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Today's Practice | May 2013

Phakic IOLs: An Overview

These lenses are fundamental tools in a successful refractive surgery practice.

The aim of refractive surgery is to modify the refractive power of the eye in a permanent and stable way. There are two main refractive structures in the eye: the cornea and the natural lens. Changing the shape and thickness of the cornealaser corneal surgery, or exchanging the natural lens for an IOL, as in refractive lens exchange or cataract surgery, allows us to achieve the aim of refractive surgery. However, there is another possibility: introduction of a new refractive surface in the eye without touching the cornea or the natural lens.

This is the concept behind phakic IOLs. This article addresses four questions: (1) Why implant phakic IOLs? (2) When should phakic IOLs be implanted? (3) Which phakic IOL should be implanted? and (4) How should a phakic IOL be implanted?

Question No. 1: WHY IMPLANT?

Laser corneal surgery changes the shape and thickness of the cornea to achieve a refractive correction. If this change is limited (up to -6.00 D in myopia and 3.50 D in hyperopia), there will be a stable result. But if we correct more significant ametropias, factors associated with corneal biomechanics and wound healing can lead to regression and corneal instability. Additionally, the abnormal corneal shape created by laser ablation can result in poor quality of vision, as demonstrated by ray-tracing studies.1,2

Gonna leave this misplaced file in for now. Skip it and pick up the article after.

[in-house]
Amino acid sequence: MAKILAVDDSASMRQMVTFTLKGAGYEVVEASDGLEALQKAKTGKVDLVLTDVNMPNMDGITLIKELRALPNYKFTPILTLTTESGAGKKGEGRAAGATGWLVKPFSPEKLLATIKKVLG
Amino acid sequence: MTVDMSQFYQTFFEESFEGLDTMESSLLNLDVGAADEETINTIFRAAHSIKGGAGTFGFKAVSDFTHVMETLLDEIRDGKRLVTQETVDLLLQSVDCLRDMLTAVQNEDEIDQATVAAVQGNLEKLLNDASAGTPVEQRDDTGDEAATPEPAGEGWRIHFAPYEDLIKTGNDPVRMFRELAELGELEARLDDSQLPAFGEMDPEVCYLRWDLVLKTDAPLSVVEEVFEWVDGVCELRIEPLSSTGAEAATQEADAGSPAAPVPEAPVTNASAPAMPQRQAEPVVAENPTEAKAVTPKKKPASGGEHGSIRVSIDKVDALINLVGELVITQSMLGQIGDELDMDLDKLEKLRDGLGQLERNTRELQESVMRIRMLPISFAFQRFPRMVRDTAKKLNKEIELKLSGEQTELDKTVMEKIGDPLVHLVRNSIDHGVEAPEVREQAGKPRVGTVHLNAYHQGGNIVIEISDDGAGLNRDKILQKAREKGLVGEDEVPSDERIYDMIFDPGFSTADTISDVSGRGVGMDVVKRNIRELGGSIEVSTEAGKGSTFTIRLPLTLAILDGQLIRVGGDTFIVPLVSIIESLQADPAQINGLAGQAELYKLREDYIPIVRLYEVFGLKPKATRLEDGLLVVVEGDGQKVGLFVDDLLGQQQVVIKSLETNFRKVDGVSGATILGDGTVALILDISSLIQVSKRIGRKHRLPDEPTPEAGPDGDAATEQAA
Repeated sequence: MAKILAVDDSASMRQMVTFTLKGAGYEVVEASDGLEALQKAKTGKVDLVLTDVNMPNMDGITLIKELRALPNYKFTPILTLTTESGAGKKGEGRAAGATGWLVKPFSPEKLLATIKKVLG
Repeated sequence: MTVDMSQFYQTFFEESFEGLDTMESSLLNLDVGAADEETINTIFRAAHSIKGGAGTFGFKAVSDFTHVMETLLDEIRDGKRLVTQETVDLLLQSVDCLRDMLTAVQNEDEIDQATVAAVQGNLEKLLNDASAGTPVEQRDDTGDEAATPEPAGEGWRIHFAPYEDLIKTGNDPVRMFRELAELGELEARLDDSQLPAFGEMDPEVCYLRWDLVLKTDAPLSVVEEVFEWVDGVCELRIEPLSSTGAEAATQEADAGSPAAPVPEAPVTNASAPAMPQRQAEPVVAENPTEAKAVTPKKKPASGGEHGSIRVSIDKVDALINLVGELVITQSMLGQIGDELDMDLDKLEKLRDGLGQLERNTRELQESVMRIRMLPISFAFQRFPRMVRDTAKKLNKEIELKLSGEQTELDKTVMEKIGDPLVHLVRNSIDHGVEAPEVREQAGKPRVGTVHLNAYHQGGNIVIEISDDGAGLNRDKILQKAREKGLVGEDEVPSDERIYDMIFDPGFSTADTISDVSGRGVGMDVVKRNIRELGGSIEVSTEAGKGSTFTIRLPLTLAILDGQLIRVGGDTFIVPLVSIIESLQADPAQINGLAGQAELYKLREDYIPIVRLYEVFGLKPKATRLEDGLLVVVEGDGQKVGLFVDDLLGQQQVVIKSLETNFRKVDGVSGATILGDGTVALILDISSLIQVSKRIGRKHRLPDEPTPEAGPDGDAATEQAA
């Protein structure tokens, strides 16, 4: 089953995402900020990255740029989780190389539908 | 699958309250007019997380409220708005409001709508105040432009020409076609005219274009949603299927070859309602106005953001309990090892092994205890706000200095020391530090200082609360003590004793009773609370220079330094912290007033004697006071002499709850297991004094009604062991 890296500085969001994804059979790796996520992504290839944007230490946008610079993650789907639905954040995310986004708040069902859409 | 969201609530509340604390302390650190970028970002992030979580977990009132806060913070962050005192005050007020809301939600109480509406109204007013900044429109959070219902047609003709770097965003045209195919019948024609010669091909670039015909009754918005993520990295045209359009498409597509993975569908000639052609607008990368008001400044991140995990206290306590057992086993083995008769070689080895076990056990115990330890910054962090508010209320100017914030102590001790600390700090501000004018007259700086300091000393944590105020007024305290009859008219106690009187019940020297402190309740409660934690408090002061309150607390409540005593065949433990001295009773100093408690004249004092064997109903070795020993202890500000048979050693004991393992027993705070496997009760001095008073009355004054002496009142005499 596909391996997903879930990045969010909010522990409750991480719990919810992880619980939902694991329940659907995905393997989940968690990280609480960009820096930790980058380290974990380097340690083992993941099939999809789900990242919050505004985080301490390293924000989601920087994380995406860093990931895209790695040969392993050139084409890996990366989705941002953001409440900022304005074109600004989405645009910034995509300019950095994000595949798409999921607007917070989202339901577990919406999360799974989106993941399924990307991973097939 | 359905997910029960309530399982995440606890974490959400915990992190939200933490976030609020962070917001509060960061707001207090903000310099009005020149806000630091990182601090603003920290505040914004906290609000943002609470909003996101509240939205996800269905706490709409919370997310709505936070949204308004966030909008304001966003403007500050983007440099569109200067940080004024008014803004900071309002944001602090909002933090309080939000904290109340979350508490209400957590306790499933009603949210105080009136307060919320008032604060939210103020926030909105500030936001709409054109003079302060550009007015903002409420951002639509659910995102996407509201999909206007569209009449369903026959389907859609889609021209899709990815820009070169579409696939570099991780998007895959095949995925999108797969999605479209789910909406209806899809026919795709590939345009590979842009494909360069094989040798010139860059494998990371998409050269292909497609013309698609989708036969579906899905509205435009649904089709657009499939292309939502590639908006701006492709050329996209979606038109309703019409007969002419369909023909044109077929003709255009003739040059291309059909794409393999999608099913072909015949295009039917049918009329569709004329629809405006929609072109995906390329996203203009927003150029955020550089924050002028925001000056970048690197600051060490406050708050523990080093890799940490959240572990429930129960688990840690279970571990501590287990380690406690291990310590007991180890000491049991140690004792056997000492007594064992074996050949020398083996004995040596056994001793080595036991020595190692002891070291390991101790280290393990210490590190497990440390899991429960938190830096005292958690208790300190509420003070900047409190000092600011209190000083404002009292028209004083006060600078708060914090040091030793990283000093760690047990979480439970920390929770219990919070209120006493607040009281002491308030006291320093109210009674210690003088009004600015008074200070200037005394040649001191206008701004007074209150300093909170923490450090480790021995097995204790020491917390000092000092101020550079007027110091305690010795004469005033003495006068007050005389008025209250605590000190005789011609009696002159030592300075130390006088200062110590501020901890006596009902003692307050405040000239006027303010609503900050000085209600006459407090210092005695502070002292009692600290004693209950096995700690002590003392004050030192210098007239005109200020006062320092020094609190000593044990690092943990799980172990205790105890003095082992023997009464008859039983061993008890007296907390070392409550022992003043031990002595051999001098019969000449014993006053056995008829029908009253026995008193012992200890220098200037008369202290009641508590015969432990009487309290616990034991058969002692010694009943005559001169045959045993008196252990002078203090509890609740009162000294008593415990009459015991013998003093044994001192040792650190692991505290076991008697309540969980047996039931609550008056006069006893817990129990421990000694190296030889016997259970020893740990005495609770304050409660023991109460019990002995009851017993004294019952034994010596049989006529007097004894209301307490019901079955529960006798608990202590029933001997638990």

On the other hand, lens surgery is not associated with problems of regression or limited by the amount of ametropia correction. However, loss of accommodation in younger patients is an important issue that even modern accommodating or multifocal IOLs cannot solve, as they are unable to match the quality of vision of young eyes.

Phakic IOLs are important tools in refractive surgery; they can be used to accurately and stably correct high ametropias because they are not associated with wound healing and they preserve the natural accommodation of the eye.

Question No. 2: WHEN TO IMPLANT?

The general indications for phakic IOL implantation are myopia greater than -6.00 D, hyperopia greater than 3.50 D, stable refraction (for at least 18 months), age between 18 and 45 years, and a healthy eye. In special circumstances, these criteria can be slightly adapted. In patients with myopia, phakic IOLs may be the procedure of choice for lower degrees if the cornea is too thin (less than 480 µm) or if some form of ectactic disorder, even subclinical, is present. Also, very steep corneas are not suitable for hyperopic laser treatment and may be more appropriately addressed with intraocular surgery.